Morning Report: Inflation still tame 3/14/18

Vital Statistics:

Last Change
S&P Futures 2779.5 6.8
Eurostoxx Index 376.9 1.4
Oil (WTI) 61.1 0.4
US dollar index 83.4 -0.1
10 Year Govt Bond Yield 2.84%
Current Coupon Fannie Mae TBA 102.375
Current Coupon Ginnie Mae TBA 102.75
30 Year Fixed Rate Mortgage 4.43

Stocks are higher this morning on no real news. Bonds and MBS are flat as well.

Inflation at the wholesale level rose 0.2% MOM / 2.8% YOY. Ex-food and energy, they rose 0.2% MOM / 2.7% YOY. The core index (ex food, energy and trade services) rose 0.4% MOM / 2.7% YOY. Overall, the report came in a touch hotter than expectations, but nothing major. In terms of services, hotel demand drove the increase, while goods were impacted by lower energy prices. This report shouldn’t have any effect on the Fed’s decision next week.

Retail Sales came in weaker than expected, and this is providing some support for bonds. The headline number was down 0.1%, while the control group was up 0.1%. Census has made some technical changes to the way it measures and calculates the index, so these numbers are going to contain a bit of noise. That said, people who were hoping that tax cuts would propel spending are disappointed this morning, however it might take a month or two to show up in the data.

Not much of a reaction in the Fed Funds futures, with March futures handicapping a 89% chance of a 25 basis point hike, and the December futures coalescing around a total of 75 basis points this year.

Mortgage Applications increased 0.9% last week as purchases rose 3% and refis fell 2%. The average contract rate rose 4 basis points to 4.69%, the highest level since January 2014. Refis comprised 40% of all mortgages, the lowest level in almost 10 years. The government share of mortgages increased.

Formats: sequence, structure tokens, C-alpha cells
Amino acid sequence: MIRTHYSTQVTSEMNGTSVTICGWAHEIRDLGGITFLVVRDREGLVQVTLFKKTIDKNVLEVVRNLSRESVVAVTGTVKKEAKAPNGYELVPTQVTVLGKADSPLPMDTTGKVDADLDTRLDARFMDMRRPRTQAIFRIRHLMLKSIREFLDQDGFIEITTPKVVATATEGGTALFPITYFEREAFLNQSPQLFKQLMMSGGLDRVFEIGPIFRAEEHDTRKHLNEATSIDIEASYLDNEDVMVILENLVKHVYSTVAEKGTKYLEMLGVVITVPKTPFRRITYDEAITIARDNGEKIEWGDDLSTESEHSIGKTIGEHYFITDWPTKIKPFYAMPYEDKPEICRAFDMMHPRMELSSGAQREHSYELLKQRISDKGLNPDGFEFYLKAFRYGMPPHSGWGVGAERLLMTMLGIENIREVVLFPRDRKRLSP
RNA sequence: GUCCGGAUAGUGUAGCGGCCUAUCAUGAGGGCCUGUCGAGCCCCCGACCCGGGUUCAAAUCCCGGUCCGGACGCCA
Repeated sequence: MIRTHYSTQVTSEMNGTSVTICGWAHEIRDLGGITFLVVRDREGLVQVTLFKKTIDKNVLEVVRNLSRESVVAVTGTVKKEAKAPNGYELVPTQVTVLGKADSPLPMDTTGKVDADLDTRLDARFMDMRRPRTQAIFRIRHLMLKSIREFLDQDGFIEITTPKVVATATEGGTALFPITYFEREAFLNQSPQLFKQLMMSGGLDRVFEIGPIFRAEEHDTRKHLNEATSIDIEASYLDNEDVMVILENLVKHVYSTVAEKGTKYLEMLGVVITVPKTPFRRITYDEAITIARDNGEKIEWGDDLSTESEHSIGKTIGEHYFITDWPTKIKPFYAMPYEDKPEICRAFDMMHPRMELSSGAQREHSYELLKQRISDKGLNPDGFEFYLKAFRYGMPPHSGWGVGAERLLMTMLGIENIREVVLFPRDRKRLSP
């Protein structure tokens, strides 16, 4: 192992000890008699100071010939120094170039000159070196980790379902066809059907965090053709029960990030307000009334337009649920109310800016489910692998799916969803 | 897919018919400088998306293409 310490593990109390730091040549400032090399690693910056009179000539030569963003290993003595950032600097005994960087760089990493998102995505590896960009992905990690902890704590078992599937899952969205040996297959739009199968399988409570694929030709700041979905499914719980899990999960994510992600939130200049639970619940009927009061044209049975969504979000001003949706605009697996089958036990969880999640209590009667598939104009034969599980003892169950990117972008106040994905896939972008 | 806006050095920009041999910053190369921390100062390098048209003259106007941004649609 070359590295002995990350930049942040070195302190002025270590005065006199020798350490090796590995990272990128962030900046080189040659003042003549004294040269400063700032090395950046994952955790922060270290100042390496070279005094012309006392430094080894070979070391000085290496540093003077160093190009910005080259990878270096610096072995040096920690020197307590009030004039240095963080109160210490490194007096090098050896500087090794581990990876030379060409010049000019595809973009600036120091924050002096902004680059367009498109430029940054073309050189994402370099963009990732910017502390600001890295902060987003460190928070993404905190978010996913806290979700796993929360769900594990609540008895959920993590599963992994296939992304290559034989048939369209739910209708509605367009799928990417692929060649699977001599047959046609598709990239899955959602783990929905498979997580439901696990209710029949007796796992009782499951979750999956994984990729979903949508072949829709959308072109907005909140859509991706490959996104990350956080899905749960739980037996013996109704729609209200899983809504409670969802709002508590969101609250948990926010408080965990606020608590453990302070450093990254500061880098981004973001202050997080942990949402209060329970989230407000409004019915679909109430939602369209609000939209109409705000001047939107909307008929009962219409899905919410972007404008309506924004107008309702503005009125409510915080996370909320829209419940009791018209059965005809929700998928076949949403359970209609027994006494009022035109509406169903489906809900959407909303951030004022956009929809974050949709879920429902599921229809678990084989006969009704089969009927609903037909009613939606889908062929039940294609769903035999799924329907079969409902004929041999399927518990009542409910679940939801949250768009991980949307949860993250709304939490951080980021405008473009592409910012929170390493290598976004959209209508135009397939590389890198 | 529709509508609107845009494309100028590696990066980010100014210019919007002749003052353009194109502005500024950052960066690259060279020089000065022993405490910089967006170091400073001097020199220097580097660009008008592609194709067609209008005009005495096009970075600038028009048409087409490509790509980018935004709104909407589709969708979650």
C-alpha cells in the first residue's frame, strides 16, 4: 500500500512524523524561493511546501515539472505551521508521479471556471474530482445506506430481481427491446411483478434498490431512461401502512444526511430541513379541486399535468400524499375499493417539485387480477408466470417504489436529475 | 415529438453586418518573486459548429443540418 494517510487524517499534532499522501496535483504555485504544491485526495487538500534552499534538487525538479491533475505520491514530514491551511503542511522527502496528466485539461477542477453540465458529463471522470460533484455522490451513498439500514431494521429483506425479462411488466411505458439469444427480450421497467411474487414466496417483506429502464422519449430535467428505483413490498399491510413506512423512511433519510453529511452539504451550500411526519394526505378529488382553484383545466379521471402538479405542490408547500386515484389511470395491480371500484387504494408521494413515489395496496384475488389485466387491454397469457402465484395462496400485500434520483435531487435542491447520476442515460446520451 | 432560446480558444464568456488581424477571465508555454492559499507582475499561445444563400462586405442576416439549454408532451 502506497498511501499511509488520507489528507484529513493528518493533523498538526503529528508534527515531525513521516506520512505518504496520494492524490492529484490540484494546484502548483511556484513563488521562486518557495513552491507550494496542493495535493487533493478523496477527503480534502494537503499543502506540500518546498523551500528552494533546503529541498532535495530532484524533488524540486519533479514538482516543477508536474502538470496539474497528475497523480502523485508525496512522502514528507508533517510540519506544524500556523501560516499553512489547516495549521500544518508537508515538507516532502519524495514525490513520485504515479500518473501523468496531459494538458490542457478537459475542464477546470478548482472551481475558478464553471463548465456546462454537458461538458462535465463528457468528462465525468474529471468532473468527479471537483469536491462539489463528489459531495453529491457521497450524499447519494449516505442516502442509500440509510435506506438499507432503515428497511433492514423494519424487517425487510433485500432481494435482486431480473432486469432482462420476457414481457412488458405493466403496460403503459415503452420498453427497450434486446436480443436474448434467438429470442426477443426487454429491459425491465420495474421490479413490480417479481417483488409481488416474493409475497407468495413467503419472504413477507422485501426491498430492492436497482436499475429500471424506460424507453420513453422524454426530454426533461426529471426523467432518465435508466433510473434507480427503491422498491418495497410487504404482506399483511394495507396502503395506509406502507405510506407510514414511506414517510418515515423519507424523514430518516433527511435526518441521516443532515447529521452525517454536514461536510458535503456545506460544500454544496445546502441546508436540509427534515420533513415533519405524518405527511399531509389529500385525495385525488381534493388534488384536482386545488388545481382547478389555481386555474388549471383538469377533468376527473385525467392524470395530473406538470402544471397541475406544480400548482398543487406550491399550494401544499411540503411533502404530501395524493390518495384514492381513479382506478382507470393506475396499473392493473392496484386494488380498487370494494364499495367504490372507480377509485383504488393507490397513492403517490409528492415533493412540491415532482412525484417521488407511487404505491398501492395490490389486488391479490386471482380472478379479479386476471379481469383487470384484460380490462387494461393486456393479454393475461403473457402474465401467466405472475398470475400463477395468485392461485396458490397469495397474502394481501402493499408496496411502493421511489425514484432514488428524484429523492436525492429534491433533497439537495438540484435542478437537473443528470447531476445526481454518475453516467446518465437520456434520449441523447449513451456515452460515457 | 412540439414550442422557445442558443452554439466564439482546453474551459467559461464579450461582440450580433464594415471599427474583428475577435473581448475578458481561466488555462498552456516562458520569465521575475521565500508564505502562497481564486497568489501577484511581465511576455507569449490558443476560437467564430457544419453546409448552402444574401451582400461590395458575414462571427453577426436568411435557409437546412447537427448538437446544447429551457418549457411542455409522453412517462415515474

The leading candidate to replace Gary Cohn is Larry Kudlow, a free-trade, supply-side economist. A veteran of Wall Street and Washington, he recognizes that some saber rattling in trade issues can be a useful negotiating tactic. He also is a regular on TV, which is crucial for selling the Administration’s policies to the public. Finally, he is well-liked in Washington, and while Democrats might not agree with him on policy, he doesn’t strike a nerve with them. This will be helpful in navigating budgetary decisions.

10 years ago, Bear Stearns collapsed, pretty much setting the stage for the financial crisis. The public didn’t pay attention until Lehman went under. At the end of the day, Bear and Lehman were symptoms, not the disease. The disease was a burst residential real estate bubble. Keep that in mind as the business press will undoubtedly publish a bunch of “Are we at risk for another financial crisis?” articles this week. Residential real estate bubbles are the Hurricane Katrinas of banking, and when they burst, they take down the system with it. We do not have one at the present, and while there is evidence of excessive risk taking in some corners of the market (subprime auto, etc) it simply isn’t big enough to dent the economy in a material way.

Hard to believe, but true. Last night not a single Japanese government bond traded. Between the central bank vacuuming up the supply as a part of QE and Japanese pension funds buying and holding, there is almost no liquidity in the market. Makes the yield curve pretty easy to manipulate, though. Japan has always had a different attitude about markets – it thinks interest rates and stock prices are too important to be determined by a mere market – but it will be interesting to see how the economy gets out from under such determined government support. Ultimately, accurate, unmanipulated interest rates and asset prices are a necessary part of the plumbing for a functioning economy.

%d bloggers like this: